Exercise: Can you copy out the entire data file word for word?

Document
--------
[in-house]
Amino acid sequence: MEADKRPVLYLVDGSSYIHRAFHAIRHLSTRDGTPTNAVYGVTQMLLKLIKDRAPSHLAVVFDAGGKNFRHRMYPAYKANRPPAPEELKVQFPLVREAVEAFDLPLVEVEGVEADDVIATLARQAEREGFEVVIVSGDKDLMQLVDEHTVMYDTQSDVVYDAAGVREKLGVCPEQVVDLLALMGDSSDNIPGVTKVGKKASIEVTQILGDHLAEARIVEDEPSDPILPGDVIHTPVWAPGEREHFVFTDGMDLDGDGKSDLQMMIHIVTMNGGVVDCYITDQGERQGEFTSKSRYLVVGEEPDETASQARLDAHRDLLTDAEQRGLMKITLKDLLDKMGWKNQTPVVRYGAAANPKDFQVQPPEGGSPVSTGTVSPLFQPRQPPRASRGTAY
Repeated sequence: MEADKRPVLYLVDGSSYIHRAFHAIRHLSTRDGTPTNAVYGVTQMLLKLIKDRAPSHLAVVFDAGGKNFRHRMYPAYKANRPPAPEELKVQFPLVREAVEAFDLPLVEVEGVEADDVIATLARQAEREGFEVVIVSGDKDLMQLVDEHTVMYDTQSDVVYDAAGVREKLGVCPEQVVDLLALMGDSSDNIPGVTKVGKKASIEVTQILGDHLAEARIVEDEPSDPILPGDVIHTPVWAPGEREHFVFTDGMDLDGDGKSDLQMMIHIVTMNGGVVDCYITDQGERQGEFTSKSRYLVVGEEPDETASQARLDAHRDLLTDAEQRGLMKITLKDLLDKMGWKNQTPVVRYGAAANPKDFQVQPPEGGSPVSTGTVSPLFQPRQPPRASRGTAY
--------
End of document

[in-house]
Amino acid sequence: MEADKRPVLYLVDGSSYIHRAFHAIRHLSTRDGTPTNAVYGVTQMLLKLIKDRAPSHLAVVFDAGGKNFRHRMYPAYKANRPPAPEELKVQFPLVREAVEAFDLPLVEVEGVEADDVIATLARQAEREGFEVVIVSGDKDLMQLVDEHTVMYDTQSDVVYDAAGVREKLGVCPEQVVDLLALMGDSSDNIPGVTKVGKKASIEVTQILGDHLAEARIVEDEPSDPILPGDVIHTPVWAPGEREHFVFTDGMDLDGDGKSDLQMMIHIVTMNGGVVDCYITDQGERQGEFTSKSRYLVVGEEPDETASQARLDAHRDLLTDAEQRGLMKITLKDLLDKMGWKNQTPVVRYGAAANPKDFQVQPPEGGSPVSTGTVSPLFQPRQPPRASRGTAY
Repeated sequence: MEADKRPVLYLVDGSSYIHRAFHAIRHLSTRDGTPTNAVYGVTQMLLKLIKDRAPSHLAVVFDAGGKNFRHRMYPAYKANRPPAPEELKVQFPLVREAVEAFDLPLVEVEGVEADDVIATLARQAEREGFEVVIVSGDKDLMQLVDEHTVMYDTQSDVVYDAAGVREKLGVCPEQVVDLLALMGDSSDNIPGVTKVGKKASIEVTQILGDHLAEARIVEDEPSDPILPGDVIHTPVWAPGEREHFVFTDGMDLDGDGKSDLQMMIHIVTMNGGVVDCYITDQGERQGEFTSKSRYLVVGEEPDETASQARLDAHRDLLTDAEQRGLMKITLKDLLDKMGWKNQTPVVRYGAAANPKDFQVQPPEGGSPVSTGTVSPLFQPRQPPRASRGTAY